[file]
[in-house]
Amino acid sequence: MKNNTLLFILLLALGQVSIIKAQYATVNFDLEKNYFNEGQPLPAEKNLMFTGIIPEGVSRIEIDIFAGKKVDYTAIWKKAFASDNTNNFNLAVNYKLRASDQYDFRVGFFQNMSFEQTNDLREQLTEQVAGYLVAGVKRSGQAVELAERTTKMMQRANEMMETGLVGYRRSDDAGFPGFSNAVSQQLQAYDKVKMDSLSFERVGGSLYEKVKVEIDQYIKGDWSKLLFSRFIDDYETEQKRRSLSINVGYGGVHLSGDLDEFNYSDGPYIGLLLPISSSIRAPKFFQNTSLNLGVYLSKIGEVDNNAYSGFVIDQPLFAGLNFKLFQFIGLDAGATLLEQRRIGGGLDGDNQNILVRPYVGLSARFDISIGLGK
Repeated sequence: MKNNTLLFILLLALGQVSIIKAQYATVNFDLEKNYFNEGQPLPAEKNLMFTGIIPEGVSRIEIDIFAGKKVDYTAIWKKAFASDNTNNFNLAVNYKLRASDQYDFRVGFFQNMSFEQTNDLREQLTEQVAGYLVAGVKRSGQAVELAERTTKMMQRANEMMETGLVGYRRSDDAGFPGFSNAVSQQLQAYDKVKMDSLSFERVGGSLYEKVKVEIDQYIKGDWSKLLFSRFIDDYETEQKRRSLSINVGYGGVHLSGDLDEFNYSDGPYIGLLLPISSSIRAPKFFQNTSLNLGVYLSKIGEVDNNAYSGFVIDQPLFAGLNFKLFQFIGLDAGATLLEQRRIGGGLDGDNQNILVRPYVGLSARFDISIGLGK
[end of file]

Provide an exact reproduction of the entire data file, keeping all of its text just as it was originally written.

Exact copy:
[in-house]
Amino acid sequence: MKNNTLLFILLLALGQVSIIKAQYATVNFDLEKNYFNEGQPLPAEKNLMFTGIIPEGVSRIEIDIFAGKKVDYTAIWKKAFASDNTNNFNLAVNYKLRASDQYDFRVGFFQNMSFEQTNDLREQLTEQVAGYLVAGVKRSGQAVELAERTTKMMQRANEMMETGLVGYRRSDDAGFPGFSNAVSQQLQAYDKVKMDSLSFERVGGSLYEKVKVEIDQYIKGDWSKLLFSRFIDDYETEQKRRSLSINVGYGGVHLSGDLDEFNYSDGPYIGLLLPISSSIRAPKFFQNTSLNLGVYLSKIGEVDNNAYSGFVIDQPLFAGLNFKLFQFIGLDAGATLLEQRRIGGGLDGDNQNILVRPYVGLSARFDISIGLGK
Repeated sequence: MKNNTLLFILLLALGQVSIIKAQYATVNFDLEKNYFNEGQPLPAEKNLMFTGIIPEGVSRIEIDIFAGKKVDYTAIWKKAFASDNTNNFNLAVNYKLRASDQYDFRVGFFQNMSFEQTNDLREQLTEQVAGYLVAGVKRSGQAVELAERTTKMMQRANEMMETGLVGYRRSDDAGFPGFSNAVSQQLQAYDKVKMDSLSFERVGGSLYEKVKVEIDQYIKGDWSKLLFSRFIDDYETEQKRRSLSINVGYGGVHLSGDLDEFNYSDGPYIGLLLPISSSIRAPKFFQNTSLNLGVYLSKIGEVDNNAYSGFVIDQPLFAGLNFKLFQFIGLDAGATLLEQRRIGGGLDGDNQNILVRPYVGLSARFDISIGLGK